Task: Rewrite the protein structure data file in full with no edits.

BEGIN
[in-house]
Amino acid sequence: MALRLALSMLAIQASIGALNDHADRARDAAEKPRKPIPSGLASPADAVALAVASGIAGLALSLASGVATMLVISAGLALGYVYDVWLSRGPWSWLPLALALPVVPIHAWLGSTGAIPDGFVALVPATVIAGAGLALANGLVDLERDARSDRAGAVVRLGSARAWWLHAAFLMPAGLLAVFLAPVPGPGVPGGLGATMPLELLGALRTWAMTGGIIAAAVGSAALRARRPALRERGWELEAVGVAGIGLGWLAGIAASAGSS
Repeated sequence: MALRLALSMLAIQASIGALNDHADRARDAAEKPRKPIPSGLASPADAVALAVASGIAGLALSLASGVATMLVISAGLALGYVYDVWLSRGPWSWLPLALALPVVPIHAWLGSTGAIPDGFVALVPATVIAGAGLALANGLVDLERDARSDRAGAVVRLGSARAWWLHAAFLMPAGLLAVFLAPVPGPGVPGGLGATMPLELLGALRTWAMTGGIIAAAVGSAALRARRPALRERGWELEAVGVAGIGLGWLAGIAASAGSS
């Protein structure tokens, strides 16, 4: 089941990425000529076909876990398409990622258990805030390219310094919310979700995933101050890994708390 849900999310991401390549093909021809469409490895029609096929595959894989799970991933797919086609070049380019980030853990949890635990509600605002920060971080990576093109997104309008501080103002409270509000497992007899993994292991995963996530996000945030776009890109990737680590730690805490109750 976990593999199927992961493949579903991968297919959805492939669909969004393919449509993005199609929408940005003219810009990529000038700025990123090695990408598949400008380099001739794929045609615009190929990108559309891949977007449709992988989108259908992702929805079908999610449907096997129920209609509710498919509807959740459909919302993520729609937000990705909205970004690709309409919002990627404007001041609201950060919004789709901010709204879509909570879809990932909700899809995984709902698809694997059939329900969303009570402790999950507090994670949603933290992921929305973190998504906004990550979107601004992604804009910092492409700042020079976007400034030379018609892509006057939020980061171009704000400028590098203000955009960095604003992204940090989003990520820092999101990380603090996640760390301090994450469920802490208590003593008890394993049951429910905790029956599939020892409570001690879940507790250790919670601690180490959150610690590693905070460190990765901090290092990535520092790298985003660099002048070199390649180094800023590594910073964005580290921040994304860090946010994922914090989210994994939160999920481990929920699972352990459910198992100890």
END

[in-house]
Amino acid sequence: MALRLALSMLAIQASIGALNDHADRARDAAEKPRKPIPSGLASPADAVALAVASGIAGLALSLASGVATMLVISAGLALGYVYDVWLSRGPWSWLPLALALPVVPIHAWLGSTGAIPDGFVALVPATVIAGAGLALANGLVDLERDARSDRAGAVVRLGSARAWWLHAAFLMPAGLLAVFLAPVPGPGVPGGLGATMPLELLGALRTWAMTGGIIAAAVGSAALRARRPALRERGWELEAVGVAGIGLGWLAGIAASAGSS
Repeated sequence: MALRLALSMLAIQASIGALNDHADRARDAAEKPRKPIPSGLASPADAVALAVASGIAGLALSLASGVATMLVISAGLALGYVYDVWLSRGPWSWLPLALALPVVPIHAWLGSTGAIPDGFVALVPATVIAGAGLALANGLVDLERDARSDRAGAVVRLGSARAWWLHAAFLMPAGLLAVFLAPVPGPGVPGGLGATMPLELLGALRTWAMTGGIIAAAVGSAALRARRPALRERGWELEAVGVAGIGLGWLAGIAASAGSS
């Protein structure tokens, strides 16, 4: 089941990425000529076909876990398409990622258990805030390219310094919310979700995933101050890994708390 849900999310991401390549093909021809469409490895029609096929595959894989799970991933797919086609070049380019980030853990949890635990509600605002920060971080990576093109997104309008501080103002409270509000497992007899993994292991995963996530996000945030776009890109990737680590730690805490109750 976990593999199927992961493949579903991968297919959805492939669909969004393919449509993005199609929408940005003219810009990529000038700025990123090695990408598949400008380099001739794929045609615009190929990108559309891949977007449709992988989108259908992702929805079908999610449907096997129920209609509710498919509807959740459909919302993520729609937000990705909205970004690709309409919002990627404007001041609201950060919004789709901010709204879509909570879809990932909700899809995984709902698809694997059939329900969303009570402790999950507090994670949603933290992921929305973190998504906004990550979107601004992604804009910092492409700042020079976007400034030379018609892509006057939020980061171009704000400028590098203000955009960095604003992204940090989003990520820092999101990380603090996640760390301090994450469920802490208590003593008890394993049951429910905790029956599939020892409570001690879940507790250790919670601690180490959150610690590693905070460190990765901090290092990535520092790298985003660099002048070199390649180094800023590594910073964005580290921040994304860090946010994922914090989210994994939160999920481990929920699972352990459910198992100890």